Nationwide Permits in Nationwide Trouble

An environmental group’s facial challenge to Nationwide Permit 12 got them what they wanted. The question now is what remedy did they actually want and could a court vacate Nationwide Permit 12 for oil and gas pipelines. Environmental groups sued the Corps in the U.S. District Court of Montana, arguing that it failed to undertake a programmatic consultation under the Endangered Species Act when it re-issued Nationwide Permit 12 (“NWP 12”).10 NWP 12 allows certain “utility line” construction activities that involve discharge of minimal amounts of dredge and fill material in navigable waters and is frequently used by pipeline companies for construction and maintenance purposes. In this case, the environmental groups argued that the Corps’ 2017 determination that the NWP 12 program would have no effect on threatened or endangered species or their critical habitat was arbitrary and capricious. The court agreed on the merits, but it was the remedy that caused the uproar. 

The court vacated NWP 12 nationwide, notwithstanding plaintiffs’ request for a remand and injunction regarding a specific oil pipeline. The Corps moved for reconsideration of the remedy, arguing that the remedy should have been what plaintiffs requested, instead of a remedy that enjoined the nationwide construction of every pipeline, power line, or fiber optic cable relying on NWP 12. Plaintiffs, in opposing the motion for reconsideration, provided additional declarations claiming harm from a smattering of pipeline projects around the country and urged the court to limit its remedy to only oil and gas pipelines. But the plaintiffs provided no evidence supporting their claims that pipelines create a special harm to threatened or endangered species while other uses of NWP 12 do not. Further, by expanding their request for relief after prevailing on summary judgment, the environmental groups were effectively filing an entirely new case. Waiving away the plaintiffs’ weaknesses with respect to standing, evidence, and procedure, the court barred oil and gas pipelines nationwide from using NWP 12 for stream or wetland crossings except to perform unspecified maintenance activities. 

The Corps appealed to the Ninth Circuit and moved to stay the judgement pending appeal. The court denied the motion for a stay in a short order. On the merits, the question regarding Endangered Species Act programmatic consultation is significant. The Montana court’s decision makes it virtually impossible for an agency to issue a programmatic “no effect” determination  and engage in Endangered Species Act consultation if conditions warrant at the project stage. Further, the Corps’ “no effect” decision applied to several nationwide permits re-authorized at the same time as NWP 12.11 Environmental groups could potentially challenge any one of those on the same grounds.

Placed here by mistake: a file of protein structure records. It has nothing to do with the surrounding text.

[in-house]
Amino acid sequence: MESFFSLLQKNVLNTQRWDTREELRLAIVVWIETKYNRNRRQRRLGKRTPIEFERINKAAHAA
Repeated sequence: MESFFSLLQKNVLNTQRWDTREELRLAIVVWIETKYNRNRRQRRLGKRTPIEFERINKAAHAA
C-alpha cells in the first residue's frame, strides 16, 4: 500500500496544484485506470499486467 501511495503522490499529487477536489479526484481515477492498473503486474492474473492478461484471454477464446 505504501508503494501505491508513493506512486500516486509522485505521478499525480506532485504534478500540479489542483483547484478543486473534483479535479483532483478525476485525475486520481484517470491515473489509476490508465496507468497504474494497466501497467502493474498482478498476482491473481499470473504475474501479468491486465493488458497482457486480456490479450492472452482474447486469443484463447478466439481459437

However, the district court’s ruling on relief may have a greater impact. As noted above, the Department of Justice is looking to pick a fight on nationwide injunctions, and it now has that fight on its hands. The Ninth Circuit has the opportunity to clarify if or when a district court has the authority to issue a nationwide injunction vacating regulations with national applicability. Certainly, any decision must deal with difficult questions of injury for standing purposes, forum shopping, and the potential for conflicting district court decisions, given that the holdings of one district court do not bind others. This is especially important given that environmental groups opposed to fossil fuel development have promised a new series of lawsuits against pipelines based on the Montana court’s order. Unfortunately, the Ninth Circuit may need to move with uncharacteristic speed if it is going to provide any guidance. The Corps must re-issue its nationwide permits in January 2022, potentially mooting the appeal if it is still pending. 


  1. The Navigable Waters Protection Rule: Definition of “Waters of the United States,” 85 Fed. Reg. 22,250 (Apr. 21, 2020).
  2. 547 U.S. 715 (2006).
  3. 80 Fed. Reg. 37,054 (June 29, 2015).
  4. North Dakota v. EPA, 127 F. Supp. 3d 1047 (D.N.D. 2015); Georgia v. Wheeler, 326 F. Supp. 3d 1356 (S.D. Ga. 2018); Texas v. U.S. EPA, 389 F. Supp. 3d 497 (S.D. Tex. 2019).
  5. The State of Colorado filed a separate suit, Colorado v. U.S. Environmental Protection Agency, Case No. 20-cv-01461 (D. Colo.), and moved for its own preliminary injunction.
  6. The Corps and EPA rescinded the Obama Administration’s rule and re-codified the 1986 regulations prior to issuing the Navigable Waters Protection Rule. 84 Fed. Reg. 56,626 (Oct. 22, 2019).
  7. See generally Amanda Frost, In Defense of Nationwide Injunctions, 93 N.Y.U. Law. R. 1065 (2018) (providing a partial listing of nationwide injunctions against both Trump and Obama Administration regulations and policies).
  8. See DOJ, Attorney General William P. Barr Delivers Remarks to the American Law Institute on Nationwide Injunctions (May 21, 2019); Memo from the Attorney General to Heads of Civil Litigating Components, Litigation Guidelines for Cases Presenting the Possibility of Nationwide Injunctions (Sept. 13, 2018) at 1 (“The Department consistently has argued against granting relief outside of the parties to a case.”).
  9. Case No. 18-260 (2020).
  10. Northern Plains Resource Council v. U.S. Army Corps of Engineers, Case No. 19-cv-00044 (D. Mont.).
  11. See 82 Fed. Reg. 1860 (Jan. 6, 2017).